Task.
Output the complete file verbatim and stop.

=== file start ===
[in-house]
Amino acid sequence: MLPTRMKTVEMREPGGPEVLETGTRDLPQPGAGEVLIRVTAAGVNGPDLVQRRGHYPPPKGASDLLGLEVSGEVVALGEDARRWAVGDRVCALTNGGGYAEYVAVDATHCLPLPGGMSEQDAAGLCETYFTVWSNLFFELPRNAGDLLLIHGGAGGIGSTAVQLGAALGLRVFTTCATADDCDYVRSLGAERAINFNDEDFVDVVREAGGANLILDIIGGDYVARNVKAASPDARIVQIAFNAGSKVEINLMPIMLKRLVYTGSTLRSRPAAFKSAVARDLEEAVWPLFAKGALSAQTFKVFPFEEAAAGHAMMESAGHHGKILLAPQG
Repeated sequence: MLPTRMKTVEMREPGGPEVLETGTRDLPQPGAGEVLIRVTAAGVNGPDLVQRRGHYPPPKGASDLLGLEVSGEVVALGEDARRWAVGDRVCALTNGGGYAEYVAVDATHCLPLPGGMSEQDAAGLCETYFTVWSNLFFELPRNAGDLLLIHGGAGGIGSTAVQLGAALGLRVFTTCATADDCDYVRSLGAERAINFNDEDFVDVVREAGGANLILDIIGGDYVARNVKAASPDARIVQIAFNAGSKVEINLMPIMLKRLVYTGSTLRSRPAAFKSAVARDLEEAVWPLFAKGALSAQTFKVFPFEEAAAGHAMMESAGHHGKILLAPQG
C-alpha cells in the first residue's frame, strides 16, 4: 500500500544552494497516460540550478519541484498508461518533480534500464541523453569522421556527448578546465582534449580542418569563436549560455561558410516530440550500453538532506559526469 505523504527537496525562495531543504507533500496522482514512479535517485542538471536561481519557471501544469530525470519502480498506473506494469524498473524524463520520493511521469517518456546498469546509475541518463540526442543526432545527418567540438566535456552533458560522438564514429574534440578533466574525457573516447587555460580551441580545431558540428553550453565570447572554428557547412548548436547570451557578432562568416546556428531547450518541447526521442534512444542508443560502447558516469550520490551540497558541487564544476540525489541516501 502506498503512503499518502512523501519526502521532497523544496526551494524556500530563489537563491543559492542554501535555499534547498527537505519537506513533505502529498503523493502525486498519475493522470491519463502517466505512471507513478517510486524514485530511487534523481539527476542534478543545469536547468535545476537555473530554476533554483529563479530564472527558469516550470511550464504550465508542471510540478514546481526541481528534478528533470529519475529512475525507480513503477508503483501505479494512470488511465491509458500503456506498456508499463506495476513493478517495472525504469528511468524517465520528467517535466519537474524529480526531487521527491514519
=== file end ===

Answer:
[in-house]
Amino acid sequence: MLPTRMKTVEMREPGGPEVLETGTRDLPQPGAGEVLIRVTAAGVNGPDLVQRRGHYPPPKGASDLLGLEVSGEVVALGEDARRWAVGDRVCALTNGGGYAEYVAVDATHCLPLPGGMSEQDAAGLCETYFTVWSNLFFELPRNAGDLLLIHGGAGGIGSTAVQLGAALGLRVFTTCATADDCDYVRSLGAERAINFNDEDFVDVVREAGGANLILDIIGGDYVARNVKAASPDARIVQIAFNAGSKVEINLMPIMLKRLVYTGSTLRSRPAAFKSAVARDLEEAVWPLFAKGALSAQTFKVFPFEEAAAGHAMMESAGHHGKILLAPQG
Repeated sequence: MLPTRMKTVEMREPGGPEVLETGTRDLPQPGAGEVLIRVTAAGVNGPDLVQRRGHYPPPKGASDLLGLEVSGEVVALGEDARRWAVGDRVCALTNGGGYAEYVAVDATHCLPLPGGMSEQDAAGLCETYFTVWSNLFFELPRNAGDLLLIHGGAGGIGSTAVQLGAALGLRVFTTCATADDCDYVRSLGAERAINFNDEDFVDVVREAGGANLILDIIGGDYVARNVKAASPDARIVQIAFNAGSKVEINLMPIMLKRLVYTGSTLRSRPAAFKSAVARDLEEAVWPLFAKGALSAQTFKVFPFEEAAAGHAMMESAGHHGKILLAPQG
C-alpha cells in the first residue's frame, strides 16, 4: 500500500544552494497516460540550478519541484498508461518533480534500464541523453569522421556527448578546465582534449580542418569563436549560455561558410516530440550500453538532506559526469 505523504527537496525562495531543504507533500496522482514512479535517485542538471536561481519557471501544469530525470519502480498506473506494469524498473524524463520520493511521469517518456546498469546509475541518463540526442543526432545527418567540438566535456552533458560522438564514429574534440578533466574525457573516447587555460580551441580545431558540428553550453565570447572554428557547412548548436547570451557578432562568416546556428531547450518541447526521442534512444542508443560502447558516469550520490551540497558541487564544476540525489541516501 502506498503512503499518502512523501519526502521532497523544496526551494524556500530563489537563491543559492542554501535555499534547498527537505519537506513533505502529498503523493502525486498519475493522470491519463502517466505512471507513478517510486524514485530511487534523481539527476542534478543545469536547468535545476537555473530554476533554483529563479530564472527558469516550470511550464504550465508542471510540478514546481526541481528534478528533470529519475529512475525507480513503477508503483501505479494512470488511465491509458500503456506498456508499463506495476513493478517495472525504469528511468524517465520528467517535466519537474524529480526531487521527491514519